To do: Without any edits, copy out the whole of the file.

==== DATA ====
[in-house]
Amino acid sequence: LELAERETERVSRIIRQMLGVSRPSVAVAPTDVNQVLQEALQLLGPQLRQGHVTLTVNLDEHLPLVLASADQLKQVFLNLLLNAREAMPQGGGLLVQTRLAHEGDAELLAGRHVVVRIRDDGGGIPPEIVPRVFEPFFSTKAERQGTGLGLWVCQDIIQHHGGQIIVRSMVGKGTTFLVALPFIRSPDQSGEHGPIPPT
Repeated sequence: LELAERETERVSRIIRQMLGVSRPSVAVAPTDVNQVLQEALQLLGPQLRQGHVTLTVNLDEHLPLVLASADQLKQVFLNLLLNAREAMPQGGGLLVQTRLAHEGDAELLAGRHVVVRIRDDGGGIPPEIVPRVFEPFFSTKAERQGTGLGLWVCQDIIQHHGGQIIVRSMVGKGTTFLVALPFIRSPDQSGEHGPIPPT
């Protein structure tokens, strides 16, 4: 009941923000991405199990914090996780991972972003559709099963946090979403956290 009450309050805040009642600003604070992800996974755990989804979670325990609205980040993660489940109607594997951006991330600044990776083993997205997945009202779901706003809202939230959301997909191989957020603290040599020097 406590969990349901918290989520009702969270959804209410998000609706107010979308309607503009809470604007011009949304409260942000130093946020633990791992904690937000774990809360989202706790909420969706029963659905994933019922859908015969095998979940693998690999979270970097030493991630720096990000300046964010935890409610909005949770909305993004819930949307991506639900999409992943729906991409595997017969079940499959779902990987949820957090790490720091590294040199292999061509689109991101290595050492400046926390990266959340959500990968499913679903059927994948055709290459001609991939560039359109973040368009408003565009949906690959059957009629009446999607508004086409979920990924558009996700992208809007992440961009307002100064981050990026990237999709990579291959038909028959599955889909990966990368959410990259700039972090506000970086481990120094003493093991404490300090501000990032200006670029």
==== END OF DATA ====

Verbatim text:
[in-house]
Amino acid sequence: LELAERETERVSRIIRQMLGVSRPSVAVAPTDVNQVLQEALQLLGPQLRQGHVTLTVNLDEHLPLVLASADQLKQVFLNLLLNAREAMPQGGGLLVQTRLAHEGDAELLAGRHVVVRIRDDGGGIPPEIVPRVFEPFFSTKAERQGTGLGLWVCQDIIQHHGGQIIVRSMVGKGTTFLVALPFIRSPDQSGEHGPIPPT
Repeated sequence: LELAERETERVSRIIRQMLGVSRPSVAVAPTDVNQVLQEALQLLGPQLRQGHVTLTVNLDEHLPLVLASADQLKQVFLNLLLNAREAMPQGGGLLVQTRLAHEGDAELLAGRHVVVRIRDDGGGIPPEIVPRVFEPFFSTKAERQGTGLGLWVCQDIIQHHGGQIIVRSMVGKGTTFLVALPFIRSPDQSGEHGPIPPT
């Protein structure tokens, strides 16, 4: 009941923000991405199990914090996780991972972003559709099963946090979403956290 009450309050805040009642600003604070992800996974755990989804979670325990609205980040993660489940109607594997951006991330600044990776083993997205997945009202779901706003809202939230959301997909191989957020603290040599020097 406590969990349901918290989520009702969270959804209410998000609706107010979308309607503009809470604007011009949304409260942000130093946020633990791992904690937000774990809360989202706790909420969706029963659905994933019922859908015969095998979940693998690999979270970097030493991630720096990000300046964010935890409610909005949770909305993004819930949307991506639900999409992943729906991409595997017969079940499959779902990987949820957090790490720091590294040199292999061509689109991101290595050492400046926390990266959340959500990968499913679903059927994948055709290459001609991939560039359109973040368009408003565009949906690959059957009629009446999607508004086409979920990924558009996700992208809007992440961009307002100064981050990026990237999709990579291959038909028959599955889909990966990368959410990259700039972090506000970086481990120094003493093991404490300090501000990032200006670029």